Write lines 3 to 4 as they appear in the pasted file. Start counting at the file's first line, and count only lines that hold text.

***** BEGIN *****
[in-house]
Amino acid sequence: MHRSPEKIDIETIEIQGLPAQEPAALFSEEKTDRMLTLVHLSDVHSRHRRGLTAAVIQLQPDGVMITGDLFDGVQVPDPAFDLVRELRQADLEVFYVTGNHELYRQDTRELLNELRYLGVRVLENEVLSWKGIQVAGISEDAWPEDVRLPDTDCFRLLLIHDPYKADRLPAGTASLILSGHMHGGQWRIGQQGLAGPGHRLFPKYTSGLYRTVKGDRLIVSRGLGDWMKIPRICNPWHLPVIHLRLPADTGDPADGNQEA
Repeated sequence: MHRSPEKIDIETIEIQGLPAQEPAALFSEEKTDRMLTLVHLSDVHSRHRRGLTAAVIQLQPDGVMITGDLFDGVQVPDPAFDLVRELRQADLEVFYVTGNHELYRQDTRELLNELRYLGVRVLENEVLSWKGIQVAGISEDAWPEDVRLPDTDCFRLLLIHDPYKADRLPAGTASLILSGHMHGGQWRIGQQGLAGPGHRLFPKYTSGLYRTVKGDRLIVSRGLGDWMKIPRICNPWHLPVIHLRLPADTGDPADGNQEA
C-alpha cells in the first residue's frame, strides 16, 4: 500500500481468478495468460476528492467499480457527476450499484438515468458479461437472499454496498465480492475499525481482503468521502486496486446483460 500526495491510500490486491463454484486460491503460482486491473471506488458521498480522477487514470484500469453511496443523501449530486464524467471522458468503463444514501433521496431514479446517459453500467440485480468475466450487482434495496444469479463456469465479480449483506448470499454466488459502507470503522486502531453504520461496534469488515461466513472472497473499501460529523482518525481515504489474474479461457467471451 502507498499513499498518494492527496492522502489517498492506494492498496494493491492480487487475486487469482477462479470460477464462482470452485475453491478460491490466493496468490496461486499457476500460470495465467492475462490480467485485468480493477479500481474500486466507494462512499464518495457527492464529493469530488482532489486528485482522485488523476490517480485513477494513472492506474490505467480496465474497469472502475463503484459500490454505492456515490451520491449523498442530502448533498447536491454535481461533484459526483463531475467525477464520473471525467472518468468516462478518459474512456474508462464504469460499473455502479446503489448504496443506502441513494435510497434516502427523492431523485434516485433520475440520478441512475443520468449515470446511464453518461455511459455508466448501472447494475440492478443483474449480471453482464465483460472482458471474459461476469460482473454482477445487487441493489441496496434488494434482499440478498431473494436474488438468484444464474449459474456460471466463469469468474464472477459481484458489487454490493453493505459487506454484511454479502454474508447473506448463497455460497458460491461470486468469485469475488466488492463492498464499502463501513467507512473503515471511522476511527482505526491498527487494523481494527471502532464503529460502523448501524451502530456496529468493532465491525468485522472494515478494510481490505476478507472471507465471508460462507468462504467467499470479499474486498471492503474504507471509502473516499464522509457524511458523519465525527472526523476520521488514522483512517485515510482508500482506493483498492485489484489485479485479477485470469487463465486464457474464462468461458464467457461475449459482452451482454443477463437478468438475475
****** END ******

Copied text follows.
Repeated sequence: MHRSPEKIDIETIEIQGLPAQEPAALFSEEKTDRMLTLVHLSDVHSRHRRGLTAAVIQLQPDGVMITGDLFDGVQVPDPAFDLVRELRQADLEVFYVTGNHELYRQDTRELLNELRYLGVRVLENEVLSWKGIQVAGISEDAWPEDVRLPDTDCFRLLLIHDPYKADRLPAGTASLILSGHMHGGQWRIGQQGLAGPGHRLFPKYTSGLYRTVKGDRLIVSRGLGDWMKIPRICNPWHLPVIHLRLPADTGDPADGNQEA
C-alpha cells in the first residue's frame, strides 16, 4: 500500500481468478495468460476528492467499480457527476450499484438515468458479461437472499454496498465480492475499525481482503468521502486496486446483460 500526495491510500490486491463454484486460491503460482486491473471506488458521498480522477487514470484500469453511496443523501449530486464524467471522458468503463444514501433521496431514479446517459453500467440485480468475466450487482434495496444469479463456469465479480449483506448470499454466488459502507470503522486502531453504520461496534469488515461466513472472497473499501460529523482518525481515504489474474479461457467471451 502507498499513499498518494492527496492522502489517498492506494492498496494493491492480487487475486487469482477462479470460477464462482470452485475453491478460491490466493496468490496461486499457476500460470495465467492475462490480467485485468480493477479500481474500486466507494462512499464518495457527492464529493469530488482532489486528485482522485488523476490517480485513477494513472492506474490505467480496465474497469472502475463503484459500490454505492456515490451520491449523498442530502448533498447536491454535481461533484459526483463531475467525477464520473471525467472518468468516462478518459474512456474508462464504469460499473455502479446503489448504496443506502441513494435510497434516502427523492431523485434516485433520475440520478441512475443520468449515470446511464453518461455511459455508466448501472447494475440492478443483474449480471453482464465483460472482458471474459461476469460482473454482477445487487441493489441496496434488494434482499440478498431473494436474488438468484444464474449459474456460471466463469469468474464472477459481484458489487454490493453493505459487506454484511454479502454474508447473506448463497455460497458460491461470486468469485469475488466488492463492498464499502463501513467507512473503515471511522476511527482505526491498527487494523481494527471502532464503529460502523448501524451502530456496529468493532465491525468485522472494515478494510481490505476478507472471507465471508460462507468462504467467499470479499474486498471492503474504507471509502473516499464522509457524511458523519465525527472526523476520521488514522483512517485515510482508500482506493483498492485489484489485479485479477485470469487463465486464457474464462468461458464467457461475449459482452451482454443477463437478468438475475